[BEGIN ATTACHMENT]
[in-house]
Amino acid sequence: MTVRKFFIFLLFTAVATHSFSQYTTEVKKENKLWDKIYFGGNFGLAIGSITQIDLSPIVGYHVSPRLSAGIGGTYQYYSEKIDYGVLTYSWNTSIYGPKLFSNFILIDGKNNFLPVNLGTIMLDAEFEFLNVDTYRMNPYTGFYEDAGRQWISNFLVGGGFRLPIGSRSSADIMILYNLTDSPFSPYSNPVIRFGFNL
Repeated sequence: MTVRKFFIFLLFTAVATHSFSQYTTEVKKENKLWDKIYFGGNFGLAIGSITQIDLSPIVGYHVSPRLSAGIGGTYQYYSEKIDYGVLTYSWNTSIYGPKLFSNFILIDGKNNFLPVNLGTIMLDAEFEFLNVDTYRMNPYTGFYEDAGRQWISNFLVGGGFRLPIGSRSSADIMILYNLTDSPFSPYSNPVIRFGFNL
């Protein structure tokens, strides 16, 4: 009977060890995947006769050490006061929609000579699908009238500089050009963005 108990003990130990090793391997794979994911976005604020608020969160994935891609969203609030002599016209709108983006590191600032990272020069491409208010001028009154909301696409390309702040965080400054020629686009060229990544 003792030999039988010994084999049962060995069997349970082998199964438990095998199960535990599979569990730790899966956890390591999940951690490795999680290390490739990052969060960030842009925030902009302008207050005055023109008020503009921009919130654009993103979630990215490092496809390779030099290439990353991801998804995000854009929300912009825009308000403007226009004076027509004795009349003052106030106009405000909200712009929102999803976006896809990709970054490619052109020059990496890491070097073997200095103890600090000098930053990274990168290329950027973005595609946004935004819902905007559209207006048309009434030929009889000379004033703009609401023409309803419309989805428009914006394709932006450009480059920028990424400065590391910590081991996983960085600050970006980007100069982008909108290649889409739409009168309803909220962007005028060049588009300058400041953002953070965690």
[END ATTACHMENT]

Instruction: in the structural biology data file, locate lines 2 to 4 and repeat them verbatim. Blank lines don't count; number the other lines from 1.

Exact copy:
Amino acid sequence: MTVRKFFIFLLFTAVATHSFSQYTTEVKKENKLWDKIYFGGNFGLAIGSITQIDLSPIVGYHVSPRLSAGIGGTYQYYSEKIDYGVLTYSWNTSIYGPKLFSNFILIDGKNNFLPVNLGTIMLDAEFEFLNVDTYRMNPYTGFYEDAGRQWISNFLVGGGFRLPIGSRSSADIMILYNLTDSPFSPYSNPVIRFGFNL
Repeated sequence: MTVRKFFIFLLFTAVATHSFSQYTTEVKKENKLWDKIYFGGNFGLAIGSITQIDLSPIVGYHVSPRLSAGIGGTYQYYSEKIDYGVLTYSWNTSIYGPKLFSNFILIDGKNNFLPVNLGTIMLDAEFEFLNVDTYRMNPYTGFYEDAGRQWISNFLVGGGFRLPIGSRSSADIMILYNLTDSPFSPYSNPVIRFGFNL
């Protein structure tokens, strides 16, 4: 009977060890995947006769050490006061929609000579699908009238500089050009963005 108990003990130990090793391997794979994911976005604020608020969160994935891609969203609030002599016209709108983006590191600032990272020069491409208010001028009154909301696409390309702040965080400054020629686009060229990544 003792030999039988010994084999049962060995069997349970082998199964438990095998199960535990599979569990730790899966956890390591999940951690490795999680290390490739990052969060960030842009925030902009302008207050005055023109008020503009921009919130654009993103979630990215490092496809390779030099290439990353991801998804995000854009929300912009825009308000403007226009004076027509004795009349003052106030106009405000909200712009929102999803976006896809990709970054490619052109020059990496890491070097073997200095103890600090000098930053990274990168290329950027973005595609946004935004819902905007559209207006048309009434030929009889000379004033703009609401023409309803419309989805428009914006394709932006450009480059920028990424400065590391910590081991996983960085600050970006980007100069982008909108290649889409739409009168309803909220962007005028060049588009300058400041953002953070965690």